Nextomics Biosciences Co.

Wuhan, China

Nextomics Biosciences Co.

Wuhan, China
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PubMed | Shenzhen University, Nanjing Southeast University, Wuxi Environmental Monitoring Center, Nextomics Biosciences Co. and 2 more.
Type: | Journal: Standards in genomic sciences | Year: 2016

The cyanobacterial genus Microcystis is well known as the main group that forms harmful blooms in water. A strain of Microcystis, M. panniformis FACHB1757, was isolated from Meiliang Bay of Lake Taihu in August 2011. The whole genome was sequenced using PacBio RS II sequencer with 48-fold coverage. The complete genome sequence with no gaps contained a 5,686,839 bp chromosome and a 38,683 bp plasmid, which coded for 6,519 and 49 proteins, respectively. Comparison with strains of M. aeruginosa and some other water bloom-forming cyanobacterial species revealed large-scale structure rearrangement and length variation at the genome level along with 36 genomic islands annotated genome-wide, which demonstrates high plasticity of the M. panniformis FACHB1757 genome and reveals that Microcystis has a flexible genome evolution.


Zeng J.,Hunan Agricultural University | Liu Y.,Hunan Agricultural University | Liu W.,Huazhong University of Science and Technology | Liu W.,Nextomics Biosciences Co. | And 19 more authors.
PLoS ONE | Year: 2013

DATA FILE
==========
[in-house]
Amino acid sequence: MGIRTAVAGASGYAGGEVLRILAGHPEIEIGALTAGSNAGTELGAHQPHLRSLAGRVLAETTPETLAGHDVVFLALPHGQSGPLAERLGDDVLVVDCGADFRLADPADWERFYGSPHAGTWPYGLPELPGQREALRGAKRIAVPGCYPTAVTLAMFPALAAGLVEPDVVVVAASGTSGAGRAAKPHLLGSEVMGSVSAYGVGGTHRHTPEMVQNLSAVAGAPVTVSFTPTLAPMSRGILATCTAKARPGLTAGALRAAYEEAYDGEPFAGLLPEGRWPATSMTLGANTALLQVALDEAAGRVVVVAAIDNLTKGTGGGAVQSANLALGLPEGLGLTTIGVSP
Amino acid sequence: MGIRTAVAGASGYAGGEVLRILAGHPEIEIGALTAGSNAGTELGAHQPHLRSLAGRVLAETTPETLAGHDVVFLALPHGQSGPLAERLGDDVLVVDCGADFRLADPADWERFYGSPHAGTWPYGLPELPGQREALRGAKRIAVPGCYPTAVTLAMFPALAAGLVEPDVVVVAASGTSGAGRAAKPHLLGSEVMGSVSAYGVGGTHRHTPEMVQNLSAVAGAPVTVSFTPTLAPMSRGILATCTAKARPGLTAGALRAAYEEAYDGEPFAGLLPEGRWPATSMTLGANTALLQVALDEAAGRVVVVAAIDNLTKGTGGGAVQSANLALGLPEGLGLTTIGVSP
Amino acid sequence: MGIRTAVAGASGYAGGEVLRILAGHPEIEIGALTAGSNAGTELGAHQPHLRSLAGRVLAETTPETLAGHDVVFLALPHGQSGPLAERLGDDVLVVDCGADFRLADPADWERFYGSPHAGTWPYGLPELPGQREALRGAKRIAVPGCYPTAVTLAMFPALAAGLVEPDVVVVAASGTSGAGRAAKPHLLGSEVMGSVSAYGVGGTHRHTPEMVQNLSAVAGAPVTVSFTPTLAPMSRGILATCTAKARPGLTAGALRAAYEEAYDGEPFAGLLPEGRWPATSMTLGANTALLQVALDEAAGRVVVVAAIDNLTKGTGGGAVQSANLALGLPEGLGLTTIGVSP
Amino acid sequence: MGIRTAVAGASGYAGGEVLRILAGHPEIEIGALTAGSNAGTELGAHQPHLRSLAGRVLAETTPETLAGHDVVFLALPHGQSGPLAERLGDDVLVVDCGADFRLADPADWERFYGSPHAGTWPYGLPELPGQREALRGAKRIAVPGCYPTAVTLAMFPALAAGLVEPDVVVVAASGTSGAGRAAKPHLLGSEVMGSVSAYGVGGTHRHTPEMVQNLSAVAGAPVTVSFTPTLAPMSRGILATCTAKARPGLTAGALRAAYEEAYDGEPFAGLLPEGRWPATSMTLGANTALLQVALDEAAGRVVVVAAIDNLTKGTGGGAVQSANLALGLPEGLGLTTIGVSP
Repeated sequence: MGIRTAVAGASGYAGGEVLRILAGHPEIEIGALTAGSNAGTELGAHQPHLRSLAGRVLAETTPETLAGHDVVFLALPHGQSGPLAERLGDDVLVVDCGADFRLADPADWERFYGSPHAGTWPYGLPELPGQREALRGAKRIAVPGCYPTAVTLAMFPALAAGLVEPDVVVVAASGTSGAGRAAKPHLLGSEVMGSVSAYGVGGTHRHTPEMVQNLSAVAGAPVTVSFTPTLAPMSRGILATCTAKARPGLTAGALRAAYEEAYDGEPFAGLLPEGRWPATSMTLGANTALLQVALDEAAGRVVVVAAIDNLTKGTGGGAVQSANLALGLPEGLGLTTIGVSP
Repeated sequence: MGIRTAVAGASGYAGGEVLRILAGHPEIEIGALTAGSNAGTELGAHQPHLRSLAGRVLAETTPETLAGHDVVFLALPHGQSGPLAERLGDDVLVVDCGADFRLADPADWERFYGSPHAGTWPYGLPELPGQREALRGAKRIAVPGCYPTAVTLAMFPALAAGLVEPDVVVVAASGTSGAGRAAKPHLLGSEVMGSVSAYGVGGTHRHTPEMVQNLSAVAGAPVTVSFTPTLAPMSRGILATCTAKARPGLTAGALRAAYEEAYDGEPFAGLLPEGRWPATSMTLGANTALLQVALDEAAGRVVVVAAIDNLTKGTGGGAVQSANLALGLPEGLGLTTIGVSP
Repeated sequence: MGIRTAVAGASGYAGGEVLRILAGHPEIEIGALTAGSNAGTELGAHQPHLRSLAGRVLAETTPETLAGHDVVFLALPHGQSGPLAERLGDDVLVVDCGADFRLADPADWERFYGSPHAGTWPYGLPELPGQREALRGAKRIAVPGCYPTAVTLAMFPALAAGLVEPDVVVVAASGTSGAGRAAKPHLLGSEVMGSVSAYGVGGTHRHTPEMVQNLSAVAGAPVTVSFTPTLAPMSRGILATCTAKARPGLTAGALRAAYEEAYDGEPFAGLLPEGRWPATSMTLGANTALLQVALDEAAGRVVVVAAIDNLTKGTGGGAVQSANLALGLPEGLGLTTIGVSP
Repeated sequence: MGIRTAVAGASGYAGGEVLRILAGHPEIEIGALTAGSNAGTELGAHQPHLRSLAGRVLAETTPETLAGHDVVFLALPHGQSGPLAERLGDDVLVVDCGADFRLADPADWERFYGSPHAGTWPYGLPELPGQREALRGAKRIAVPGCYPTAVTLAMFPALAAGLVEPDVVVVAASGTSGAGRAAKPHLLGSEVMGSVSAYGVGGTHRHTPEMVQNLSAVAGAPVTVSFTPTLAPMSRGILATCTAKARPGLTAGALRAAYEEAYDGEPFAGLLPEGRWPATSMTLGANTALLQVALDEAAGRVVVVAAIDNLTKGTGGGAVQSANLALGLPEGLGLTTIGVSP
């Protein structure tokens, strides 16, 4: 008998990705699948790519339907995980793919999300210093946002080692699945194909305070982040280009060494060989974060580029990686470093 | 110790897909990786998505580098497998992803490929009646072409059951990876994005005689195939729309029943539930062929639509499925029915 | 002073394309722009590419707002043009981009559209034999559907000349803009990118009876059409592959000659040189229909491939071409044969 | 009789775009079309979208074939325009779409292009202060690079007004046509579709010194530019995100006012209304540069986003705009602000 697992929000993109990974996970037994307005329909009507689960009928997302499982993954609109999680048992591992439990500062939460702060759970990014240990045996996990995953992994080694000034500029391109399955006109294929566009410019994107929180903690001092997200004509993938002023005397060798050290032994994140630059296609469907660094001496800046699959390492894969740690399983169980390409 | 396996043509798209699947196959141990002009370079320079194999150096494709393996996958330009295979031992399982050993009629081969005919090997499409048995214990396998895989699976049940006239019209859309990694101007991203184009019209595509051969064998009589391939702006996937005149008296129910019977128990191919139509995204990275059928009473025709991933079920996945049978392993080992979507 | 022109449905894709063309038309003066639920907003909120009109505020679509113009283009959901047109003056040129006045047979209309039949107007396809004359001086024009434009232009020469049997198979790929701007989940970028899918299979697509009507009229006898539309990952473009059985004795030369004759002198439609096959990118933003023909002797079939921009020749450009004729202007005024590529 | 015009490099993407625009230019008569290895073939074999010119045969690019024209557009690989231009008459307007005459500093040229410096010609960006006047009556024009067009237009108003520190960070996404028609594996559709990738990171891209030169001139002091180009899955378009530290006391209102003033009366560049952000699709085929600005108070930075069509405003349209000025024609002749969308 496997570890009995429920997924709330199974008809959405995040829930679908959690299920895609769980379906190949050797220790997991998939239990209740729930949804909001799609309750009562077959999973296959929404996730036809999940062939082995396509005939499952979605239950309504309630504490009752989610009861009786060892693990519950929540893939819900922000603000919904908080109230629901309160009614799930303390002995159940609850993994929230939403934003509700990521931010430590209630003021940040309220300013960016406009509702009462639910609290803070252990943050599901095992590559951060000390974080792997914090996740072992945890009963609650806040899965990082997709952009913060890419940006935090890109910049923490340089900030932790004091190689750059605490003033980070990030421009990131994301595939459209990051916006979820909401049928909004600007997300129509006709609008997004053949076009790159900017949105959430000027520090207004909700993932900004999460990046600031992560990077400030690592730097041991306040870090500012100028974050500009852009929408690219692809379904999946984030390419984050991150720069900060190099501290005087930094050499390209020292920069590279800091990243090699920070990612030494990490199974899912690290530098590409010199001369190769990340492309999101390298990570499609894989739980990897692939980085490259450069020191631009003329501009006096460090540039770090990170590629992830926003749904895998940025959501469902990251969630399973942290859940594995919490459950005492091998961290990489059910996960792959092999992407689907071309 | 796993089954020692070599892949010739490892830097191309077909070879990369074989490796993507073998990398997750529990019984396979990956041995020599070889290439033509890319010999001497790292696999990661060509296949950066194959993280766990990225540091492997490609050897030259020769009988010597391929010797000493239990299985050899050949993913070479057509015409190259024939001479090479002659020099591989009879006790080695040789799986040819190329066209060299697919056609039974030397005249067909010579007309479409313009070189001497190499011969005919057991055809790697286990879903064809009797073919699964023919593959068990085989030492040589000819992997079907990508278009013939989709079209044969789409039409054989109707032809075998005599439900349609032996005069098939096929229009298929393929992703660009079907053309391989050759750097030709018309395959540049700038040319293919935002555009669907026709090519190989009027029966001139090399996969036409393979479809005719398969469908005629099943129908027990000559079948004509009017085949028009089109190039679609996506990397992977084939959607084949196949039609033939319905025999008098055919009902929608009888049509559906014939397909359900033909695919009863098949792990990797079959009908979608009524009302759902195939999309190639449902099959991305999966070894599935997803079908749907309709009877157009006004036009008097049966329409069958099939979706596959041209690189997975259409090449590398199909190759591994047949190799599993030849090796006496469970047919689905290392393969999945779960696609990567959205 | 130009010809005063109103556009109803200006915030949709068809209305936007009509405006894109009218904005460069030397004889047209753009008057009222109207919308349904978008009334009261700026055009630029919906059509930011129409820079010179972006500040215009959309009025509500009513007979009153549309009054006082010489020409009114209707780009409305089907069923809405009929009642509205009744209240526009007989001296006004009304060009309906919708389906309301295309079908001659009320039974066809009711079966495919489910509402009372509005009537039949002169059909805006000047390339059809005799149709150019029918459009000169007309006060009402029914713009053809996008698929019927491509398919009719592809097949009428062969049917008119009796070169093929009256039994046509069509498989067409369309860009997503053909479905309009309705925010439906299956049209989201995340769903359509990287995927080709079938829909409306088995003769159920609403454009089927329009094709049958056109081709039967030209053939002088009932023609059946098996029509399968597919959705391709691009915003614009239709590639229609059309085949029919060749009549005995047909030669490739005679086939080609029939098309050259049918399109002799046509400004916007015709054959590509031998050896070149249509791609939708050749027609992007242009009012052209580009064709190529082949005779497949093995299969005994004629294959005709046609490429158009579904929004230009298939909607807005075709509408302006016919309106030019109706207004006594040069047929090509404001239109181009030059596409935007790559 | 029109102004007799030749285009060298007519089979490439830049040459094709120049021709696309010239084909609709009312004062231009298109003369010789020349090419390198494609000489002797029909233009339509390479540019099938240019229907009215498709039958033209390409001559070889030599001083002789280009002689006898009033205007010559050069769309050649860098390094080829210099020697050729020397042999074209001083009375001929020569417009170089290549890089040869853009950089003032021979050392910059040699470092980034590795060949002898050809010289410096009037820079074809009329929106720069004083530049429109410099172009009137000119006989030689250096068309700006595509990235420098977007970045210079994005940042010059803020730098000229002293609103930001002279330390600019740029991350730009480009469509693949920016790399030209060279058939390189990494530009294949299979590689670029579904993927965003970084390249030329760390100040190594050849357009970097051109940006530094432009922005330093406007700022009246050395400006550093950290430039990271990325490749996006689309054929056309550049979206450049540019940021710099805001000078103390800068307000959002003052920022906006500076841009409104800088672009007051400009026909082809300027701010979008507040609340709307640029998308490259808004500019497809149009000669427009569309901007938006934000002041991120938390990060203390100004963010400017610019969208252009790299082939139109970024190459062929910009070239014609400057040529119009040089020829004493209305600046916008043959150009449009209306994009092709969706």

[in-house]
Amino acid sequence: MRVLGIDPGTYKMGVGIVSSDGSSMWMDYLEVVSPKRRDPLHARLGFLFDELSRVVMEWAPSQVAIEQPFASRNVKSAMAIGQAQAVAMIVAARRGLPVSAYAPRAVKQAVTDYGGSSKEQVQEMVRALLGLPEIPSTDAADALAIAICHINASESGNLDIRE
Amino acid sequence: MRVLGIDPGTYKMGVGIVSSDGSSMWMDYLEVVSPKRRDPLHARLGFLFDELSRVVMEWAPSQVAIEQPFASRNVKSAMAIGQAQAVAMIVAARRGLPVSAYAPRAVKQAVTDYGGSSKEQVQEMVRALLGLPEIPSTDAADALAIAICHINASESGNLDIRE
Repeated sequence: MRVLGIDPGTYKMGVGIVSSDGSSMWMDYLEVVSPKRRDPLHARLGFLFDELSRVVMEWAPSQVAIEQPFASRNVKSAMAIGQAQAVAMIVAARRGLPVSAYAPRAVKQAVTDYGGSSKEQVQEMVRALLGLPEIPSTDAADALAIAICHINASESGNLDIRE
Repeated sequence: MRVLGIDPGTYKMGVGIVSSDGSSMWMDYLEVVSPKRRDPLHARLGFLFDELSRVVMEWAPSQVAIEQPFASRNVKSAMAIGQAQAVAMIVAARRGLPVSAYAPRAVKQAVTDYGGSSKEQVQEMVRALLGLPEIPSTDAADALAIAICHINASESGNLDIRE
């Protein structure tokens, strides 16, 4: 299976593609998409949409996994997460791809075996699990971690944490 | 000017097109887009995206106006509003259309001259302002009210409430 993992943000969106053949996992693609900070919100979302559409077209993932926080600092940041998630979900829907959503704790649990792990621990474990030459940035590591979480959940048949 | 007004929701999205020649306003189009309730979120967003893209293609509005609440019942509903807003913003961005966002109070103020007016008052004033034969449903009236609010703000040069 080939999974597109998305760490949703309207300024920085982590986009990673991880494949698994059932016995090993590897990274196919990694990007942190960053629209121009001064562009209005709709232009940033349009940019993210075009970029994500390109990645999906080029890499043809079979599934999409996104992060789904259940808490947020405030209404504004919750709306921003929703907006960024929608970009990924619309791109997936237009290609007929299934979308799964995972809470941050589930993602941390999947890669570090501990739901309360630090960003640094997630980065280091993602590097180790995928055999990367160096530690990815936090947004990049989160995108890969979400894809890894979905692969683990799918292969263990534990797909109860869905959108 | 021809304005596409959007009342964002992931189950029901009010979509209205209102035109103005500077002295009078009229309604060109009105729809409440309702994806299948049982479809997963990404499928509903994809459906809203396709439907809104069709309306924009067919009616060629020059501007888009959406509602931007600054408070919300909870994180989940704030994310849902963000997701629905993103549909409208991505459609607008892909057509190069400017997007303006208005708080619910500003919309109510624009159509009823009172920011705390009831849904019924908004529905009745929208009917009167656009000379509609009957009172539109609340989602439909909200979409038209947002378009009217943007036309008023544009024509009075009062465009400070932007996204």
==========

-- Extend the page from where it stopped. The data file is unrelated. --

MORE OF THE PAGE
Background: The Macleaya spp., including Macleaya cordata and Macleaya microcarpa, are traditional anti-virus, inflammation eliminating, and insecticide herb medicines for their isoquinoline alkaloids. They are also known as the basis of the popular natural animal food addictive in Europe. However, few studies especially at genomics level were conducted on them. Hence, we performed the Macleaya spp. transcriptome and integrated it with iTRAQ proteome analysis in order to identify potential genes involved in alkaloids biosynthesis. Methodology and Principal Findings: We elaborately designed the transcriptome, proteome and metabolism profiling for 10 samples of both species to explore their alkaloids biosynthesis. From the transcriptome data, we obtained 69367 and 78255 unigenes for M. cordata and M. microcarpa, in which about two thirds of them were similar to sequences in public databases. By metabolism profiling, reverse patterns for alkaloids sanguinarine, chelerythrine, protopine, and allocryptopine were observed in different organs of two species. We characterized the expressions of enzymes in alkaloid biosynthesis pathways. We also identified more than 1000 proteins from iTRAQ proteome data. Our results strongly suggest that the root maybe the organ for major alkaloids biosynthesis of Macleaya spp. Except for biosynthesis, the alkaloids storage and transport were also important for their accumulation. The ultrastructure of laticifers by SEM helps us to prove the alkaloids maybe accumulated in the mature roots. Conclusions/Significance: To our knowledge this is the first study to elucidate the genetic makeup of Macleaya spp. This work provides clues to the identification of the potential modulate genes involved in alkaloids biosynthesis in Macleaya spp., and sheds light on researches for non-model medicinal plants by integrating different high-throughput technologies. © 2013 Guo et al.